The William Trevor Reader: “Music”


Sex, in Trevor’s oeuvre, is dirty. I don’t just mean that the sex is perverse, or pornographic, although it sometimes is—but however the act is performed, and whatever particular kink might be desired or sated, in the larger sense sexuality itself is spiritually foul and sullying. It makes cuckolds out of some husbands and cheaters out of the others; it makes whores out of wives; it makes fools and felons out of young boys, and victims out of the girls they desire. It represents ruination and woe for everyone.

Surely, this jaundiced view of the act of love arises most straightforwardly and explicably from Catholic guilt, but it seems more complicated and in a way global than that. Sex, in Trevor’s oeuvre, is shorthand for the depredations and contingencies of the adult world. In story after story in the Collected, a virginal innocent is at last confronted with the terrible fact of sexual life, with sex posited as a kind of experiential Rubicon across which a person cannot return. One a person has bitten from that apple, they are cast from the Eden of childish fantasy into a hellish, horizonless desert of middle-aged duty: marriage to a despised mate, siring a brood, working a terrible job, telling the same jokes to the same crew at the same pub over the same pint of stout.

In “Music,” the virginal dreamer is Justin Condon, a traveling salesman of women’s undergarments (ironic, that), who lodges during the week in County Waterford at the house of a widowed Mrs. Keane. There, he endures the raunchy stories of Mr. Fahy—this story’s representative of the debauched adult world—who couples with Mrs. Keane after everyone else has gone to bed; everyone else includes Thomasina Durcan, a traveling dentist, who is sweet on the unresponsive Justin. Wherever he goes, selling his wares, shopkeepers ask after his retired salesman father, a vulgar drunken brute cut from Mr. Fahy’s cloth. In the midst of all this filth and debasement, Justin takes solace in his fantasies of becoming a famous Mahleresque composer, a fantasy encouraged in his childhood by a neighborhood woman, Aunt Roche, who enlists the help of a piano playing priest, Father Finn, to instruct Justin twice a week at Aunt Roche’s. Father Finn encourages Justin over the years, telling him he has promise. But in the end, it is revealed that Justin was merely a pretext to allow Father Finn and Aunt Roche to carry on their own affair, and Justin stalks out of Aunt Roche’s house while swearing at her, headed toward the grim fate of Thomasina Durcan and marriage, a life like his father’s, the normal fate of all men.

I feel conflicted now, as I often do, when confronted with Trevor’s authorial aversion to sex. On the one hand, it is undeniably a part of his art, and to a large extent gives it strength and texture. These kinds of “unhealthy” preoccupations often do provide a short story author a kind of recurring thematic gravity—Flannery O’Connor’s mothers, Richard Yates’s invalids, Denis Johnson’s addicts: these worries and doubts and dreads may possibly spring from real problems (to be clear, I have no idea what Trevor’s personal life was like, other than that he was married and had children), but they can be a narrative wellspring.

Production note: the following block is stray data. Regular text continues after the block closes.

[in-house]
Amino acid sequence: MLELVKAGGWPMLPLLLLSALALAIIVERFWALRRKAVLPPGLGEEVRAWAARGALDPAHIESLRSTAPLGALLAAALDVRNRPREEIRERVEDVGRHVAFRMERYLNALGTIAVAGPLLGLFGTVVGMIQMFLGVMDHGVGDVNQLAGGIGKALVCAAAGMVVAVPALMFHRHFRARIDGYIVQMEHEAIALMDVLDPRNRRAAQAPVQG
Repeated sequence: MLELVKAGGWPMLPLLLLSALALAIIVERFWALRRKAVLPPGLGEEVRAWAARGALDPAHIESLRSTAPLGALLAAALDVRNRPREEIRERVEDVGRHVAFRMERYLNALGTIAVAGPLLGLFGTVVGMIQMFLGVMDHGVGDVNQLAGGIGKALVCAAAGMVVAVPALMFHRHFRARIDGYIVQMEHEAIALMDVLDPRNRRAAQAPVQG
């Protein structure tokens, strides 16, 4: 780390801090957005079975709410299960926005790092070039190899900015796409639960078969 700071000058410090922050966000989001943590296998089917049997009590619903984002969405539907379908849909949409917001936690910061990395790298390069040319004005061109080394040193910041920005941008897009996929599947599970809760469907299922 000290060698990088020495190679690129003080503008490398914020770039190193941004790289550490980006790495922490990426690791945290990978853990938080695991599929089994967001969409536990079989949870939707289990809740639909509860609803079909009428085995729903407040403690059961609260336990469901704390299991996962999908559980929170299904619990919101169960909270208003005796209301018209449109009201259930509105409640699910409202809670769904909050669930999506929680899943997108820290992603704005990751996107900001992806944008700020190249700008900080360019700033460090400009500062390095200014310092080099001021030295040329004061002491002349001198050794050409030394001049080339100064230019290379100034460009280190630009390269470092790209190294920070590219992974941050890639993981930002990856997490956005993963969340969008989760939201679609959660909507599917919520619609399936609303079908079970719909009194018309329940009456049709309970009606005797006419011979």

On the other hand, in Trevor’s case, it sometimes feels like a failure of his art, the inability to imagine the vast vista of sexual life as anything other than a monochrome field of disgusting failure and compromise. That is, to be sure, one way of viewing things—and a memorable one, at that—but it is pitifully incomplete. What about love, and leaving aside love, what about pleasure, even the pleasures of degradation? I have argued before in this substack for the power of Trevor’s pre-therapeutic worldview, and I would not wish for a “healthier” Trevor, but even within the relatively darkened confines of simple lust, there are huge, rich tracts of behavior and motivation left unexplored.

I object to this reflexive view—to the extent that I do object—because it is fictionally, artistically limiting. It posits the threshold of sexual maturity as a line bordered on one side by the technicolor fantasia of childish dreams and on the other by the drab gray world of adult reality. In the first place, although this view touches on some truths about life, it is also clear nonsense. In the second place, it ignores a universe of fictional possibility. “Music” is a good, strong, clear story of a type Trevor had, by this point in his career, written many times. I enjoyed it, but I would enjoy another story, a story for instance in which Justin sleeps with, perhaps falls in love with Thomasina Durcan, a story in which we see his dreams tested by the contingencies of another human person, as they so often are in the real world.

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